Jewish Women in Civil Rights - Vivan Leburg Rothstein
Vivian Leburg Rothstein was born in Jamaica, Queens in 1946. Before the rise of Nazism, her parents lived "a very artistic, romantic, European life" in Germany and Holland. An uncle sponsored their emigration to New York in 1937. Her parents separated soon after Vivian's birth and in 1952, Vivian, her mother and her sister moved to California.
Vivian Leburg demonstrated with Congress of Racial Equality in Oakland and San Francisco during her freshman year at the University of California, Berkeley in 1963. Having just turned eighteen that spring, she was arrested three weeks later with 700 other people. The next fall she joined the Free Speech Movement, and by late spring, "tired of being just a participant who had to take orders from the leadership without any say in decisions," she decided to go work in Mississippi. In the summer of 1965, she went south to work with Council of Federated Organizations in Jackson, Mississippi, and participated in demonstrations that sent one thousand people to jail. Then she worked on voter registration and school integration in Leake County (which, as she noted, was next to Neshoba County, where Andrew Goodman, Michael Schwerner, and James Chaney had disappeared the summer before).
Rothstein went on to do community organizing in Chicago with Students for a Democratic Society in JOIN--Jobs or Income Now project; worked with Southern Appalachian whites; traveled to Vietnam with a peace delegation, and was an early member of women's liberation in the Westside Group and Chicago Women's Liberation. After directing a large, multi-issue, nonprofit social service agency in California, she has returned to work in the labor movement. She and three good friends--Heather Tobis Booth, Amy Kesselman, and Naomi Weisstein--are working on a book about their experiences in the women's movement.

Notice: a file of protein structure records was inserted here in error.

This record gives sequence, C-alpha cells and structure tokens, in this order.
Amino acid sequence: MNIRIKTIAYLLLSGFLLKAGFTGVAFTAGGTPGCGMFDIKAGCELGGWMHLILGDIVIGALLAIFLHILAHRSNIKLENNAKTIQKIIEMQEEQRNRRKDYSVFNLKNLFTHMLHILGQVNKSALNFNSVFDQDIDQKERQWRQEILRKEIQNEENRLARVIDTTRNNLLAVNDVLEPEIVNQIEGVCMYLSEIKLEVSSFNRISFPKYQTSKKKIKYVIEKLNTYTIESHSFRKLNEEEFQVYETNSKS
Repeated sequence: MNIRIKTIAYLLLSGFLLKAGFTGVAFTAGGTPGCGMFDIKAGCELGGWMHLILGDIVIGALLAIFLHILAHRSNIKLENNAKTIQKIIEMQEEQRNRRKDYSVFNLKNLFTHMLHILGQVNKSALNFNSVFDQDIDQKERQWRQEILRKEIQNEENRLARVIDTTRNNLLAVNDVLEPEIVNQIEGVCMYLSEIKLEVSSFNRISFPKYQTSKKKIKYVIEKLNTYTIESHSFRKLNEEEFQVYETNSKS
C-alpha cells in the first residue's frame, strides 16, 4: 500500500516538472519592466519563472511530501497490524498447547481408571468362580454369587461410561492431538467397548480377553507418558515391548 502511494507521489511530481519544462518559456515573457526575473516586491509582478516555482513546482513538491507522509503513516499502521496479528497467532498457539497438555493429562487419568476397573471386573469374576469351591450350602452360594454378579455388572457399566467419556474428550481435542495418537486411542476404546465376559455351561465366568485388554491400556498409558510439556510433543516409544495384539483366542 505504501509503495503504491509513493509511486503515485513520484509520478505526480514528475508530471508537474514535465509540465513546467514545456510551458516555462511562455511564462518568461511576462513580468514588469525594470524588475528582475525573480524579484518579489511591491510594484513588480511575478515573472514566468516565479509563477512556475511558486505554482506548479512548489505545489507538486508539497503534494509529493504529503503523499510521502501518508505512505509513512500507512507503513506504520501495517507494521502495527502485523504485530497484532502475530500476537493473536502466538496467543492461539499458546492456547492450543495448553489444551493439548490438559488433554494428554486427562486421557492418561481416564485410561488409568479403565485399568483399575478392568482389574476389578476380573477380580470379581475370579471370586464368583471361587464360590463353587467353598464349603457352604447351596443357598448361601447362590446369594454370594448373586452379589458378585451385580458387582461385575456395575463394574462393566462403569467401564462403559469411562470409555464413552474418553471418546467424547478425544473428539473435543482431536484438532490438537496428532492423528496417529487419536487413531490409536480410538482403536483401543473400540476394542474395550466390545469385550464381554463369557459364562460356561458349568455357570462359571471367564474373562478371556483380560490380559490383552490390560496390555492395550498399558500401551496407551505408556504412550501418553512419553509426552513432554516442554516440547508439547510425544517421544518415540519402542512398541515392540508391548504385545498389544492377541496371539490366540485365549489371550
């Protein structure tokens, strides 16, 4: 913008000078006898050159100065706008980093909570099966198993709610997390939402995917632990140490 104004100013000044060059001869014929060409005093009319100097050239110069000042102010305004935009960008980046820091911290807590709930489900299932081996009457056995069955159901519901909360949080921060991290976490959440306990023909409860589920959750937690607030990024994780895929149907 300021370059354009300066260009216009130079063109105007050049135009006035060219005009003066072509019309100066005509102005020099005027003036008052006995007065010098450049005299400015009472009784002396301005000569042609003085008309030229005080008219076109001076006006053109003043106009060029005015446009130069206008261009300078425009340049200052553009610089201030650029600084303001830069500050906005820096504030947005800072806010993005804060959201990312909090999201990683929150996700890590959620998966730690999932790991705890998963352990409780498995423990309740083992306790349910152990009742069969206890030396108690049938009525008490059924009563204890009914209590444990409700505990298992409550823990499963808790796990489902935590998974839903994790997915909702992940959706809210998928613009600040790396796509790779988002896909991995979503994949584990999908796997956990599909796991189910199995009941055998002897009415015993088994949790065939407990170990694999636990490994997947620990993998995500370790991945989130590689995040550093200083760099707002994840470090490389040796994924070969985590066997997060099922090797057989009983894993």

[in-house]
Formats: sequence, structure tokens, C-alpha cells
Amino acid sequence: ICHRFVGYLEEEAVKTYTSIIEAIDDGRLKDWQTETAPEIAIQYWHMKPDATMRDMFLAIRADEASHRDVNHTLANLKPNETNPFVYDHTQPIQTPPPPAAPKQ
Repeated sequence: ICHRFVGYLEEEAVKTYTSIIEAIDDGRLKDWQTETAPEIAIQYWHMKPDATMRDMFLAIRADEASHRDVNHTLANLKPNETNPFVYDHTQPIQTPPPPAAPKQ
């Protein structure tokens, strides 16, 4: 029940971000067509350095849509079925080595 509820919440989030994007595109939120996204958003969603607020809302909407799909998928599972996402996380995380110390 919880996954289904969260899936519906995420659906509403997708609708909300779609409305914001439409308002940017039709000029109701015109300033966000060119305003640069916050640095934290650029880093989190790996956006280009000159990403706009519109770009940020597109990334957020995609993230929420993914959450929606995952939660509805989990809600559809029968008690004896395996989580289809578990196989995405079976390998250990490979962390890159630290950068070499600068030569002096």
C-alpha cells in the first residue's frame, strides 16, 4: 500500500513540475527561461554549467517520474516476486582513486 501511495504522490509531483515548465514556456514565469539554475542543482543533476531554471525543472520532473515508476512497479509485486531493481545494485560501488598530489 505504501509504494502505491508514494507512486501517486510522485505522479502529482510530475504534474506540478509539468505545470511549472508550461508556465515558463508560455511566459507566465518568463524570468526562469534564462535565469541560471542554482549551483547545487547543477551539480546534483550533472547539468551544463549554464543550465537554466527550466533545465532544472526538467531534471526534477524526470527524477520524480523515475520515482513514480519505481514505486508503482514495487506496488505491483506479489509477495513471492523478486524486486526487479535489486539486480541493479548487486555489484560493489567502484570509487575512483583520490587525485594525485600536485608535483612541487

On June 30, 1965 Leburg wrote her mother:
Yesterday, I was sent to Leake County to work in the new office started there. We are out in rural Mississippi. The closest store is about 5 miles and the closest town about 25 miles. It's beautiful country, and it's quiet and green . There is no movement around her yet, and if one starts it will be through the efforts of three of us volunteers and about four local people. The office is a tiny shack and was given to us after the man who lived in it died. Water comes from an old pump, and we use an outhouse which belongs to the family next door
Yesterday I went into Canton with the Movement people down there and integrated a white park. It was really weird. The white people are like animals here. They hate especially us white folks, because they can't understand us at all. It was the first time I have come face to face with any white southerners besides the police. The white people were yelling at us and spitting, but we have a court order which makes the integration protected by the court, so they couldn't beat anyone up.